A LTHOUGH A FEW services, hassle."

't
't
'

lik C :W nd UNScatr yet despite the inconveniences _
exclusively to the mature stu- which await them, older students
dent, University policy towards continue to enroll in ever in-
many of their needs remains in creasing numbers, as high
large part one of simple ignor- school students become mare
ance. aware that no law bars those.
In one effort to fill this gap, who are over 18 from applying
the University Commission for to college.
Women will be opening in a Says Marilyn McKinney, ad-1
lounge in the Union next week missions counselor for students
where in the words of commis- in EONS, "They have a tre-
aon memer stcanrolKirkland, mendous desire to go back to:
"Study for your psych test, sit school and get that degree.
and talk about similar concerns These people know within them-
- like how do you get home selves that if given the chance,
to make dinner. It's a place to they can do it."
eat lunch, be yourself." But for most, the benefits ex-
In the words of Lena Wallin, tend far beyond that piece of
an LSA counselor for CEW stu- parchment.

"It's a time of real growth
for me," sivs .Jennifer. "The
world is a lot bigger than it
was,"
The u iters are lady staff
members,
Have a floir for
artistic writino ?
r " 'y o u a r e nt e r . -
poetry. and mis t
or wri-i g fea ture
arts: Contact Arts
E d itoar. co The

Paste this inside
vour medicine cabinet.

no doubt occupied by the more
selfless meaning of "Don't feed
the bears" and "You are in bear
country." So occupied were they
that no one but the naturalist
spotted the bear who casually
strolled past the stage after the
performance.

r
f
t
r
'
c
c
,p
t
;E

ned should I find myself face to A FEW DAYS LATER on our
face with anywhere from 200-600 way South to Banff we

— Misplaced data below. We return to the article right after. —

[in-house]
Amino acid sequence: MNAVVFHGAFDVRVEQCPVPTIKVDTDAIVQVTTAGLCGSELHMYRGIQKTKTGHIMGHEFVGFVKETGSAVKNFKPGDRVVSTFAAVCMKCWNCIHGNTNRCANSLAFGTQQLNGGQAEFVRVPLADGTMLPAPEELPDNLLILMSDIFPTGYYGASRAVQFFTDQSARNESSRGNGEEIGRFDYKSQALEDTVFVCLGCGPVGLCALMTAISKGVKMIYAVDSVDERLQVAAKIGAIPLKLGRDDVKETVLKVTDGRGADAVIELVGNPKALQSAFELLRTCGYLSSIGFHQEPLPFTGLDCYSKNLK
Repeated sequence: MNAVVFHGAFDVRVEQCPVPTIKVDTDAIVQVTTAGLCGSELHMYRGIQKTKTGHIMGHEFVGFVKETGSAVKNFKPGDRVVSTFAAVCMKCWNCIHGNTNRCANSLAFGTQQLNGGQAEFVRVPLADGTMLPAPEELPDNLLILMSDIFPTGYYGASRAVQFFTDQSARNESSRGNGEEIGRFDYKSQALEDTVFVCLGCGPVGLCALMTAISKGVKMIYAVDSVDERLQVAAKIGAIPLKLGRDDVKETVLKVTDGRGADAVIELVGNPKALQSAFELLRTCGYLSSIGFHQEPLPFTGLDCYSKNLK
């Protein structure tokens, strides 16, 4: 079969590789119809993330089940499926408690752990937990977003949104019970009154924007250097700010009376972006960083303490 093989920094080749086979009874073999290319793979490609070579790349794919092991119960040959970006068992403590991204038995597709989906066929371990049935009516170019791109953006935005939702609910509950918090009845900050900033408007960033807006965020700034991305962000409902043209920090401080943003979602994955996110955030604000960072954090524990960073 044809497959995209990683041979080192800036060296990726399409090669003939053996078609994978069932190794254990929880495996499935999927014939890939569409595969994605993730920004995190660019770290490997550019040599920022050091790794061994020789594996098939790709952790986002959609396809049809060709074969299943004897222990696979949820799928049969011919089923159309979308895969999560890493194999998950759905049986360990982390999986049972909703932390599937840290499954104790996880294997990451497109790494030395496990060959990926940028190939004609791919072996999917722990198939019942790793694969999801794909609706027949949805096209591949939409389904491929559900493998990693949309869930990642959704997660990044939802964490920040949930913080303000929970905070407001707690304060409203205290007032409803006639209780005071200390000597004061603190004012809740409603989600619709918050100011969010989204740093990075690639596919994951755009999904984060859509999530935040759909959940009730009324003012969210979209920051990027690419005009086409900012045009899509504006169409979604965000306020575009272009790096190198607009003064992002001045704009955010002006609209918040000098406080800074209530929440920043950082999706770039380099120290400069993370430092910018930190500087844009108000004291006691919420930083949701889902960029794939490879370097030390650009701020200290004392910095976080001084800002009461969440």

pounds of angry meat. spotted our first bear.
"Here's something you should There he was in all his stark'
remember if you're planning to glory, lumbering across the
run away from a bear: If a highway to the delight of seven
bear was running the 100 yard carloads of tourists. We pulled
dash he would beat the fastest over to the side of the road,
human being on earth by 30 locked our doors and rolled up
yards," he said. the windows. From five feet
"That wv's, before the "Six I could almost feel the coarse-
MIllion Dollar Man!" chirped ness of his coal black coat. He
one wit from the audience. stood, I imagined, about five
The speaker plowed on. "May- feet tall, weighing maybe 300
be grizzlies can't but black pounds. He was small for a
bears can climb trees. Remem- bear.
ber that when you plan to flee .n As he caressed the tall grass
by the vertical route,,,inthe gutter of the road with
by tevria ot. his wet snout, Joan and I noted
1j"INALLY, THOUGH that aft- how he didn't even seem to no-
I , U had oft- tice our presence. Shortly, we
ernoon we'd heard of a decided we'd had our fill and
woman who just the day before kourfan
had taken to the water to we siddedbcn track.
thwart a bear's attack, "Any- Rligdown the window I
one who has ever told you to tuck my head out and looked
jumo in a lake and swim from back. A man and his family
a bear hear this - grizzly emerged from a station wagon;
bears can swim and black bears and headed slowly but directly,
bars caneswime ndbtter m ers for the bear - cameras and
are even better swimmers." poaocisnhnd
The audience seemed to be potato chips i hand.
growin irritable with the na- Maybe our face to face en-
cocky manner just as counter with a bear was from
he hifted into a mellow I behind a pane of glass and we1

MORE COMMON around cam-
pus than the Jennifer;
Sarahs, are those students who,r
having finished a first degree
a number of years ago, are
returning to get a second. Such1
is the case of Barbara Bader'
a grad student in social work !
and psychology, and Selma
Weisman who is working to-;